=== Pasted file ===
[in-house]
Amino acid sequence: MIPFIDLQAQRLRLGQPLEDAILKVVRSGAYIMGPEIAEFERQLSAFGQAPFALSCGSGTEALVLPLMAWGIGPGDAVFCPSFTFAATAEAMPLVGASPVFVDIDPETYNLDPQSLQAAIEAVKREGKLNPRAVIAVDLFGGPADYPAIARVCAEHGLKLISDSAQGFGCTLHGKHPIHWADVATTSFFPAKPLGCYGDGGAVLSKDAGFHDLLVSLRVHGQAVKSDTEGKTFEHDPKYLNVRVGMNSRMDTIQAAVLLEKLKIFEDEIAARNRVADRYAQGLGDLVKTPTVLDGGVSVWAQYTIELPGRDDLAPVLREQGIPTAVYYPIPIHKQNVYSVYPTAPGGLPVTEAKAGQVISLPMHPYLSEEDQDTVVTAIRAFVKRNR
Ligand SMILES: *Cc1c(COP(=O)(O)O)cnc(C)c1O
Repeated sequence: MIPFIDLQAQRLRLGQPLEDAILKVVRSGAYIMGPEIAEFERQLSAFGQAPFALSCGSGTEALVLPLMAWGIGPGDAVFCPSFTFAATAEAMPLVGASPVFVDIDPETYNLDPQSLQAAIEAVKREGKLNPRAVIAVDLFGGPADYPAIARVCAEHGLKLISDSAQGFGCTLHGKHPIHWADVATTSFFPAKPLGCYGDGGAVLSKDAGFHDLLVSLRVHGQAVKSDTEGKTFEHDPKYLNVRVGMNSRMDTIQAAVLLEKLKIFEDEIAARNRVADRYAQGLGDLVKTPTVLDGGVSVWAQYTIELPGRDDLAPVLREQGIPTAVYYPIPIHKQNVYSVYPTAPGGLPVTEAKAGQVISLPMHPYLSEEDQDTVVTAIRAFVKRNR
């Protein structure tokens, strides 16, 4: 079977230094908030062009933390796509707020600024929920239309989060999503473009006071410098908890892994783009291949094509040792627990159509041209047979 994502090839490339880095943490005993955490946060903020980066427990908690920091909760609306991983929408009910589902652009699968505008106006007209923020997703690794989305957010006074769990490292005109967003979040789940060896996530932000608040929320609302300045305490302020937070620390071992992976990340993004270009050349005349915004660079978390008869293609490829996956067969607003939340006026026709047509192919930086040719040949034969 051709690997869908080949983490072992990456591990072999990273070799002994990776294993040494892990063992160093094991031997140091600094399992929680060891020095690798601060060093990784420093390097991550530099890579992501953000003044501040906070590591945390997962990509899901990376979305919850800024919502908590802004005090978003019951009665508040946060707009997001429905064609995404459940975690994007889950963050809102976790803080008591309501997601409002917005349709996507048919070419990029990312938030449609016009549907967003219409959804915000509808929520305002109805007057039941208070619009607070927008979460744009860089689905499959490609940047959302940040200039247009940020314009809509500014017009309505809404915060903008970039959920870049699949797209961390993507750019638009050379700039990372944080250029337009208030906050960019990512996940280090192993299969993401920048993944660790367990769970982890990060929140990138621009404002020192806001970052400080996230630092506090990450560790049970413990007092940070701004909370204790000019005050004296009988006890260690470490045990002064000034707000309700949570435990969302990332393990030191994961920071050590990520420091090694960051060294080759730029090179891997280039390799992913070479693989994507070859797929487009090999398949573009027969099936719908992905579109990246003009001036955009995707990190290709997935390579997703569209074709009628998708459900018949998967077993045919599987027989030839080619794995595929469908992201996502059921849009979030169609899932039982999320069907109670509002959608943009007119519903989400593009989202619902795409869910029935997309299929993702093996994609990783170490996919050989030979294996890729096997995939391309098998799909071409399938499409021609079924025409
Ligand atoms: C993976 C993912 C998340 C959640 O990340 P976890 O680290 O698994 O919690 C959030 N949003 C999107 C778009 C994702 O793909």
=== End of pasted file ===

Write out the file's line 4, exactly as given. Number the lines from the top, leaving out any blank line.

Repeated sequence: MIPFIDLQAQRLRLGQPLEDAILKVVRSGAYIMGPEIAEFERQLSAFGQAPFALSCGSGTEALVLPLMAWGIGPGDAVFCPSFTFAATAEAMPLVGASPVFVDIDPETYNLDPQSLQAAIEAVKREGKLNPRAVIAVDLFGGPADYPAIARVCAEHGLKLISDSAQGFGCTLHGKHPIHWADVATTSFFPAKPLGCYGDGGAVLSKDAGFHDLLVSLRVHGQAVKSDTEGKTFEHDPKYLNVRVGMNSRMDTIQAAVLLEKLKIFEDEIAARNRVADRYAQGLGDLVKTPTVLDGGVSVWAQYTIELPGRDDLAPVLREQGIPTAVYYPIPIHKQNVYSVYPTAPGGLPVTEAKAGQVISLPMHPYLSEEDQDTVVTAIRAFVKRNR